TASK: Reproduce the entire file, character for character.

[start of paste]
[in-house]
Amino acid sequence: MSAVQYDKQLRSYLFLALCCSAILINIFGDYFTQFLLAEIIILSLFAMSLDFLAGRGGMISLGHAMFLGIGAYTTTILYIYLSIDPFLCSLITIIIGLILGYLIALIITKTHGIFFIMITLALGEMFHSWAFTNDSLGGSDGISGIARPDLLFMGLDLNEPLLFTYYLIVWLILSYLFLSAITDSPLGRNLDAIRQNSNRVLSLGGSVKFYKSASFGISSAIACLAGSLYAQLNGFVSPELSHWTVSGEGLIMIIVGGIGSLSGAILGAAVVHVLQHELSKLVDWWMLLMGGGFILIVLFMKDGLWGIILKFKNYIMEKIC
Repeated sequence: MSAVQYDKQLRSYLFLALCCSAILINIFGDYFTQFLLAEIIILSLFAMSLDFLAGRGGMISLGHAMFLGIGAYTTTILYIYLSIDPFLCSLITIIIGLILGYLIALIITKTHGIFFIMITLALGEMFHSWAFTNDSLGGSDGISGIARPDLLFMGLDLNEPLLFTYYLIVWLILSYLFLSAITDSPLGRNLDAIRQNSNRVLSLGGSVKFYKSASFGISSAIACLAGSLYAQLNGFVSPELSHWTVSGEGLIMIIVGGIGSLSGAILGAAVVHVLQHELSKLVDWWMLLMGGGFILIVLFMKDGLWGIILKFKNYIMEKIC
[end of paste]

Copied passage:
[in-house]
Amino acid sequence: MSAVQYDKQLRSYLFLALCCSAILINIFGDYFTQFLLAEIIILSLFAMSLDFLAGRGGMISLGHAMFLGIGAYTTTILYIYLSIDPFLCSLITIIIGLILGYLIALIITKTHGIFFIMITLALGEMFHSWAFTNDSLGGSDGISGIARPDLLFMGLDLNEPLLFTYYLIVWLILSYLFLSAITDSPLGRNLDAIRQNSNRVLSLGGSVKFYKSASFGISSAIACLAGSLYAQLNGFVSPELSHWTVSGEGLIMIIVGGIGSLSGAILGAAVVHVLQHELSKLVDWWMLLMGGGFILIVLFMKDGLWGIILKFKNYIMEKIC
Repeated sequence: MSAVQYDKQLRSYLFLALCCSAILINIFGDYFTQFLLAEIIILSLFAMSLDFLAGRGGMISLGHAMFLGIGAYTTTILYIYLSIDPFLCSLITIIIGLILGYLIALIITKTHGIFFIMITLALGEMFHSWAFTNDSLGGSDGISGIARPDLLFMGLDLNEPLLFTYYLIVWLILSYLFLSAITDSPLGRNLDAIRQNSNRVLSLGGSVKFYKSASFGISSAIACLAGSLYAQLNGFVSPELSHWTVSGEGLIMIIVGGIGSLSGAILGAAVVHVLQHELSKLVDWWMLLMGGGFILIVLFMKDGLWGIILKFKNYIMEKIC